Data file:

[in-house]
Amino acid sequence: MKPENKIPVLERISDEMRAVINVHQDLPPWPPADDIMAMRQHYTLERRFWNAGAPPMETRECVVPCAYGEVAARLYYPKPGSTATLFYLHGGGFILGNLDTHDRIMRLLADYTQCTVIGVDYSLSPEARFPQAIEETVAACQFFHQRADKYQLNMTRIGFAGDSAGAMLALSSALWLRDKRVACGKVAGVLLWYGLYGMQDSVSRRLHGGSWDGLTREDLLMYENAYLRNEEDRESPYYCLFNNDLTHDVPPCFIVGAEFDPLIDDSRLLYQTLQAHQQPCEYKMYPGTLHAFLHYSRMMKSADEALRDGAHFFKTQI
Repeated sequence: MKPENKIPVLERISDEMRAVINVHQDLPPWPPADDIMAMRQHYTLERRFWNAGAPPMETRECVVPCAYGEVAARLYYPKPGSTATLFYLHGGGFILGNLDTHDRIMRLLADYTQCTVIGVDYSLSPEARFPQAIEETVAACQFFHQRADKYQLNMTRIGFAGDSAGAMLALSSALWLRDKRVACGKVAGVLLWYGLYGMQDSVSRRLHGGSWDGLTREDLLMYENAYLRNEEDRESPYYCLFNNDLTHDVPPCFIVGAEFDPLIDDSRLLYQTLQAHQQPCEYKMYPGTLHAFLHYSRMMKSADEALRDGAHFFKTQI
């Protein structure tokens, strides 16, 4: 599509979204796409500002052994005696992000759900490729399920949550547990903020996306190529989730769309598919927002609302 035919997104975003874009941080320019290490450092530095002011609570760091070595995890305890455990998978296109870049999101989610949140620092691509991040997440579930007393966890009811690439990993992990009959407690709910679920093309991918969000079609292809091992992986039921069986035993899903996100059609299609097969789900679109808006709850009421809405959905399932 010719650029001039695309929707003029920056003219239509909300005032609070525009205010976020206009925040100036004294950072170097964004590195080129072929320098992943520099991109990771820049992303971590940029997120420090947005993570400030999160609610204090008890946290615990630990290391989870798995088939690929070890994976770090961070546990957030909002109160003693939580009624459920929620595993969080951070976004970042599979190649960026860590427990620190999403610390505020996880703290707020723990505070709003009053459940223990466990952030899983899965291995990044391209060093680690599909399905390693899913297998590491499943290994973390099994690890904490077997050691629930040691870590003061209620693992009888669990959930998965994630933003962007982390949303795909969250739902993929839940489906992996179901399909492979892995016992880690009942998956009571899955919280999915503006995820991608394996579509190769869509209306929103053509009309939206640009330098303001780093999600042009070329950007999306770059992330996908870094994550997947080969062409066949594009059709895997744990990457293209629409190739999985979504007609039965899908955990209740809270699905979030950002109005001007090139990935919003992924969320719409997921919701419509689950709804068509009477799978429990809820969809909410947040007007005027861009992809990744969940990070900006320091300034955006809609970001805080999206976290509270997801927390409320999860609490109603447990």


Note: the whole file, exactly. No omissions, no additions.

[in-house]
Amino acid sequence: MKPENKIPVLERISDEMRAVINVHQDLPPWPPADDIMAMRQHYTLERRFWNAGAPPMETRECVVPCAYGEVAARLYYPKPGSTATLFYLHGGGFILGNLDTHDRIMRLLADYTQCTVIGVDYSLSPEARFPQAIEETVAACQFFHQRADKYQLNMTRIGFAGDSAGAMLALSSALWLRDKRVACGKVAGVLLWYGLYGMQDSVSRRLHGGSWDGLTREDLLMYENAYLRNEEDRESPYYCLFNNDLTHDVPPCFIVGAEFDPLIDDSRLLYQTLQAHQQPCEYKMYPGTLHAFLHYSRMMKSADEALRDGAHFFKTQI
Repeated sequence: MKPENKIPVLERISDEMRAVINVHQDLPPWPPADDIMAMRQHYTLERRFWNAGAPPMETRECVVPCAYGEVAARLYYPKPGSTATLFYLHGGGFILGNLDTHDRIMRLLADYTQCTVIGVDYSLSPEARFPQAIEETVAACQFFHQRADKYQLNMTRIGFAGDSAGAMLALSSALWLRDKRVACGKVAGVLLWYGLYGMQDSVSRRLHGGSWDGLTREDLLMYENAYLRNEEDRESPYYCLFNNDLTHDVPPCFIVGAEFDPLIDDSRLLYQTLQAHQQPCEYKMYPGTLHAFLHYSRMMKSADEALRDGAHFFKTQI
């Protein structure tokens, strides 16, 4: 599509979204796409500002052994005696992000759900490729399920949550547990903020996306190529989730769309598919927002609302 035919997104975003874009941080320019290490450092530095002011609570760091070595995890305890455990998978296109870049999101989610949140620092691509991040997440579930007393966890009811690439990993992990009959407690709910679920093309991918969000079609292809091992992986039921069986035993899903996100059609299609097969789900679109808006709850009421809405959905399932 010719650029001039695309929707003029920056003219239509909300005032609070525009205010976020206009925040100036004294950072170097964004590195080129072929320098992943520099991109990771820049992303971590940029997120420090947005993570400030999160609610204090008890946290615990630990290391989870798995088939690929070890994976770090961070546990957030909002109160003693939580009624459920929620595993969080951070976004970042599979190649960026860590427990620190999403610390505020996880703290707020723990505070709003009053459940223990466990952030899983899965291995990044391209060093680690599909399905390693899913297998590491499943290994973390099994690890904490077997050691629930040691870590003061209620693992009888669990959930998965994630933003962007982390949303795909969250739902993929839940489906992996179901399909492979892995016992880690009942998956009571899955919280999915503006995820991608394996579509190769869509209306929103053509009309939206640009330098303001780093999600042009070329950007999306770059992330996908870094994550997947080969062409066949594009059709895997744990990457293209629409190739999985979504007609039965899908955990209740809270699905979030950002109005001007090139990935919003992924969320719409997921919701419509689950709804068509009477799978429990809820969809909410947040007007005027861009992809990744969940990070900006320091300034955006809609970001805080999206976290509270997801927390409320999860609490109603447990």